Yes, Polly Wants a Cracker. What a Parrot Taught Me about Desire.

Via Emily Alp
on Aug 13, 2011
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african grey parrot
Photo: Ernst Vikne

Day One with Kasuku

About five years ago, I was lounging on the open porch of a cozy, three-bedroom bungalow at sunrise, overlooking Kenya’s Lake Baringo and the cobalt Tugen Hills. It was the start of three days of house sitting for an Irish expat family, and this involved bird sitting their African Grey parrot, “Kasuku.”

There I sat on day one of my ‘service.’ The family had left, and I still hadn’t quite made the switch into solitary mode. The previous night, all of us — the wild-eyed couple, their five year-old twin girls and I — had sat around the table talking, eating and laughing by candlelight.

Alone, down, I approached the bird. He sure had talked up a storm with the family, so why not start a conversation?

“Such a pretty bird,” I sang to him. Nothing.

“Hello-o.” Nothing.

stork
Photo: Sergey Yeliseev

I stared at him; he stared back. His glance seemed, well, lacking soul. I turned away, dumbstruck.

”He’s more like a feathered robot,” I mumbled, wallowing in imagined rejection. Soon enough, I dropped my efforts with the bird and started milling around — making tea, reading, journaling, staring at marabou storks, which, from a distance, looked like old, British men in raincoats.

Hours passed, and the solitude finally felt soft, warm, friendly. As the great lightbulb in the sky dimmed and the hippos began to grunt, I was content at last. And Kasuku? Well, I forgot he was even around.

But he had a different idea about me.

From that very moment — the moment I forgot about him — that bird started to approach and talk with me. By day two, he was interrupting my reading of a fascinating book to sit on my shoulder, eat melon from my hand and take my glasses off my face.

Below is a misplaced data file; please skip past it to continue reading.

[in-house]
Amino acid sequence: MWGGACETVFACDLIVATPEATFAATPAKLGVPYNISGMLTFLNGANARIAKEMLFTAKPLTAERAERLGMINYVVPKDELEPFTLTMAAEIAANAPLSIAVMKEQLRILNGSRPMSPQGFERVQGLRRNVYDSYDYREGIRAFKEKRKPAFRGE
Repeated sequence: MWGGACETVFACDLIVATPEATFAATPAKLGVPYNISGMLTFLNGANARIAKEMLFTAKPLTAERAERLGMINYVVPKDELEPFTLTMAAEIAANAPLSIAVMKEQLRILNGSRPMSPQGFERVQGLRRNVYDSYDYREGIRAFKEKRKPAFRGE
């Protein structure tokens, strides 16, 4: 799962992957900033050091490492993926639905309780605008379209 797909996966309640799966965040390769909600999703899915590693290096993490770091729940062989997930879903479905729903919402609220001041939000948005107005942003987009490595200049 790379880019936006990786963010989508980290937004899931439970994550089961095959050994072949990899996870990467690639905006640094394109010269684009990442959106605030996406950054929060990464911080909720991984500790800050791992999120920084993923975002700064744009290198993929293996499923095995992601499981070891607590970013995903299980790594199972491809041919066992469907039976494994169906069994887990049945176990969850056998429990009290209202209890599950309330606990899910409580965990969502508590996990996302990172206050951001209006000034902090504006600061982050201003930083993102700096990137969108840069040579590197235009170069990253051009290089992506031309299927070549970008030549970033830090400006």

He’d shimmy along a strung rope that ran under the porch canopy and recite with accuracy conversations of every single person he had ever heard: suggestions in the soft, Swahili accent of the house help; cacophonous fights between the Irish couple; the pleas and giggles of the girls.

By day three, Kasuku began stuffing his head under my hands and arms. Suddenly, I was trying to manage his demands for attention over a good book! He had literally exposed himself completely in a space free of my desires and agendas.

This is the lesson that I get from pets and their only-natural wiles: obsessively clinging to desire robs us of the present moment, where its product lives and grows. Denying desire, on the other hand, puts a part of our human nature into permanent detention.

Your desire is valid. So, realize when your fist is around it and open your palm. Release it; allow it to mix in with the rest of your life and manifest as a jewel of experience.

There is an orchestration to everyone and everything. Just because we can’t explain it, doesn’t mean it’s chaos. Animals exemplify this; they can teach us so much of what we forget when we are so busy thinking.

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About Emily Alp

Emily Alp spent the early part of her life sick and passionately searching for ways to improve her health. She is a certified health coach specializing in autoimmunity, celiac and gluten intolerance. She recently co-authored a best-selling book entitled "One Crazy Broccoli," as a guide to working through a range of health obstacles to reach a state of health and balance. A former martial artist and marathoner, she has been practicing various forms of yoga for more than 15 years and is a certified teacher who continues to spend time with her teacher to hone her asana and pranayama practices. Since the age of 15, Emily has also been studying astrology and has run and analyzed charts for friends, family and clients with much success in assisting conscious breakthroughs and providing a sense of empowerment with this form of healing art. Born in the US, she has spent a quarter of her life as an expat and is now traveling the world, freelancing, coaching, teaching, loving and going with the flow to find her next "nesting spot." To connect, visit her website at emilyalp.com.

Comments

2 Responses to “Yes, Polly Wants a Cracker. What a Parrot Taught Me about Desire.”

  1. Uma Simon says:

    Loved your article.

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